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From here, we can do a number of things:
1. As each of these effects is separated out, we're able to swap things in and out. This modularity helps us try new things and new patterns out of old ones.
2. Ugly Baby is about a connection between visuals and music. We can take advantage of the fact that we know where the player's going to be at any given point in the music, so we can take a look at the audio signal and construct things based on that.
For example, we've done this by constricting the tunnel during louder parts of a song or changing piece colors based on the high frequency components of the audio signal.
3. We can allow the player to tweak some of these values to create their own levels. What if, instead of six columns, they want two? Or, what if the pieces should all be extremely fat?
Small changes in mutator parameters led to understandable but tangible changes in the level. Here, we just played with number and scale of the columns, along with the base model that comprises the columns:
We then created a vocabulary of these (e.g. a grid of objects, below, to the left), and combined them (a grid plus a ring of objects, lower right).
That's worked well for more abstract things, but we also wanted to see if this worked with more organic structures.
In Ugly Baby, we complement the abstract, geometric level design with models that were more organic. To wit, we created a graphical, node-based utility within Maya, called DING. Here's the process of creating an insect within that environment.
We begin by generating a cylinder. Above are two screenshots -- the top one displays the graph (the left node creates a cylinder; the right node displays it).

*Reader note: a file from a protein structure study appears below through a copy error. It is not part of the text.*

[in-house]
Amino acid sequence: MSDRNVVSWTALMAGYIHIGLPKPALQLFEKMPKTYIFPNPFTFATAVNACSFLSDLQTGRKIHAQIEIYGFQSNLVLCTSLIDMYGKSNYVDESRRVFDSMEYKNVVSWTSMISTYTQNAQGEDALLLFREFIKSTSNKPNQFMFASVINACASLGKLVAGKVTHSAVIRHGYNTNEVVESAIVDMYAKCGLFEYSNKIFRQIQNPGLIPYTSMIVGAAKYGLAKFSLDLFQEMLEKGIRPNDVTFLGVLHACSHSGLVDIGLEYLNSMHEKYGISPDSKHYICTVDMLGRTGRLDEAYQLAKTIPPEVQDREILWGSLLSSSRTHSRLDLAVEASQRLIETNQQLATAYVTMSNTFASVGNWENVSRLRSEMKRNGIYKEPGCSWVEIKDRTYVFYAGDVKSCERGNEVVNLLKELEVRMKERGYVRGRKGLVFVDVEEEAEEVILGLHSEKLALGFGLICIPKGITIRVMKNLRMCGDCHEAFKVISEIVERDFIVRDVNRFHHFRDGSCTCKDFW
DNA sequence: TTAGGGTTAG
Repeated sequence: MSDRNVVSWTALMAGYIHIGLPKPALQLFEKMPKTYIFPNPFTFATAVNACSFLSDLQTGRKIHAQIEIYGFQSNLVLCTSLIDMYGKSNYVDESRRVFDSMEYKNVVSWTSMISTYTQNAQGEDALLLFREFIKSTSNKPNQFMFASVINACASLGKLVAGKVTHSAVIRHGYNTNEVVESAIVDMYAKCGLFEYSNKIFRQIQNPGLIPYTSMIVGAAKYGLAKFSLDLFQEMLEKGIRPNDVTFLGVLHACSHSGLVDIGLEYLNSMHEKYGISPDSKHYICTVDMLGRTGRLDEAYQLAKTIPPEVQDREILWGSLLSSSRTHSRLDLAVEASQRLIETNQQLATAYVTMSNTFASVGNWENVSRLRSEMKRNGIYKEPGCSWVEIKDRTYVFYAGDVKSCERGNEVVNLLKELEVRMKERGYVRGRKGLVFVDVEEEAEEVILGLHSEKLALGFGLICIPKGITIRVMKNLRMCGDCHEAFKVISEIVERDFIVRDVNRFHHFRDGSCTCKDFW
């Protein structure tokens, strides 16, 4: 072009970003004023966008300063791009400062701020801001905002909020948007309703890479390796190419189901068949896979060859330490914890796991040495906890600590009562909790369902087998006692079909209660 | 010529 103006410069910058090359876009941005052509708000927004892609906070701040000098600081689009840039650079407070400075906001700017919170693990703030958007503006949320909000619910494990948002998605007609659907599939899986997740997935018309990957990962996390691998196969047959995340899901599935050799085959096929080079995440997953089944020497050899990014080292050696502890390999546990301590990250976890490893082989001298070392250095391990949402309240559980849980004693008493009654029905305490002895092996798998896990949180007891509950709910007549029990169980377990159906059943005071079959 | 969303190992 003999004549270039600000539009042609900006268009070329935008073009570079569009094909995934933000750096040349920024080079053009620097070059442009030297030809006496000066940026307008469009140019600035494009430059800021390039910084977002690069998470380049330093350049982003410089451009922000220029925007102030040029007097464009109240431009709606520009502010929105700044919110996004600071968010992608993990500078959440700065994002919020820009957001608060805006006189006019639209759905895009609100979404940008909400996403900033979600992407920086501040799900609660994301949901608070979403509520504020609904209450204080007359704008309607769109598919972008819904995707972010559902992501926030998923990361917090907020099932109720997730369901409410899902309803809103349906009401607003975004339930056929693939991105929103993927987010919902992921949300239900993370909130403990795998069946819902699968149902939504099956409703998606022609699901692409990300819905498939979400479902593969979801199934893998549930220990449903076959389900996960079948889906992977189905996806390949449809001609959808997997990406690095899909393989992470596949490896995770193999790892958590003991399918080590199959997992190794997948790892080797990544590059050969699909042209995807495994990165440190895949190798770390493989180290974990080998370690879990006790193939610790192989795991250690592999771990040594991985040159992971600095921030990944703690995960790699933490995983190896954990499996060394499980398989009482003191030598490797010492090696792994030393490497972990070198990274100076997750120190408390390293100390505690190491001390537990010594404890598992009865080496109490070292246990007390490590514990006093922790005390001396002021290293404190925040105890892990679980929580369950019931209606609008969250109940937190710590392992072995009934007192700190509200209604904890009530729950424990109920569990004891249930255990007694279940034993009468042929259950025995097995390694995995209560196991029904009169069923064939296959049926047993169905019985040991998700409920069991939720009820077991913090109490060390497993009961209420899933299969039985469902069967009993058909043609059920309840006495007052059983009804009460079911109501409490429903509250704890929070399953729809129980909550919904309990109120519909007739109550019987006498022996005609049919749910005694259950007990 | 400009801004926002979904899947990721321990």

The lower image displays the resulting model. DING creates the geometry, and Maya displays it (and later exports it to FBX).
We then apply a (non-destructive) taper to the cylinder, making it fatter in some places, and thinner in others. The graph you see is the taper's profile -- we set this manually, starting out fat, pulling in at the joint, and eventually tapering at the foot.
We toss in nodes (in red) to reorient the piece vertically, then add a "ring" node, which creates a ring of six of the shape.
We add in a sphere node, then merge that (boolean union node) with the ring. It's beginning to look something like a spider.
As we tapered the leg before, we now add a contour node to the entire thing. This pinches the whole model's middle. We also subdivide the mesh to make it smoother.
Finally, let's squash the heck out of the front, contouring along the perpendicular axis. The resulting shape looks something like a tick.
As the model's not generated at runtime, it's not reactive to the music, the way the level structure is. But it does satisfy two of our goals, in that it has allowed us to create interesting content quickly (this approach is accessible to our team members not familiar with Maya), and it allows us to experiment a great deal. Since all of these operations are nondestructive, we can increase decrease the number of legs in the ring; change the contour profile (below); or even swap out the cylinder or sphere primitives and see what happens. Next on our Christmas wishlist is a "randomize" button.
It's worth noting that graph-based tools exist for all sorts of uses. We went abstract for Ugly Baby's level design and organic for the enemies, but in our 2011 follow-up to Aaaaa! (called AaaaaAAaaaAAAaaAAAAaAAAAA!!! for the Awesome), we wanted realistic textures, for which we went with the excellent node-based Genetica by Spiral Graphics.
While "going modular" isn't new, and connecting nodes together hasn't magically solved all our level generation problems of intersecting objects or nonsensical output, it has helped us become more productive and "clip off the degenerate branches" of content generation while keeping the useful output.
As such, we've been able to retain PCG's strengths (quicker content generation, dynamic content, smaller on-disk footprint, and enhanced creativity through happy accidents) while mitigating their downsides (avoiding a spaghetti mass of code makes things more manageable, etc.). And while PCG isn't a panacea, we think we're using it to successfully create compelling content otherwise inaccessible to us.
So, that's that! We're not PCG experts, but we hope that this article has added a few more data points in your quest for the flying car.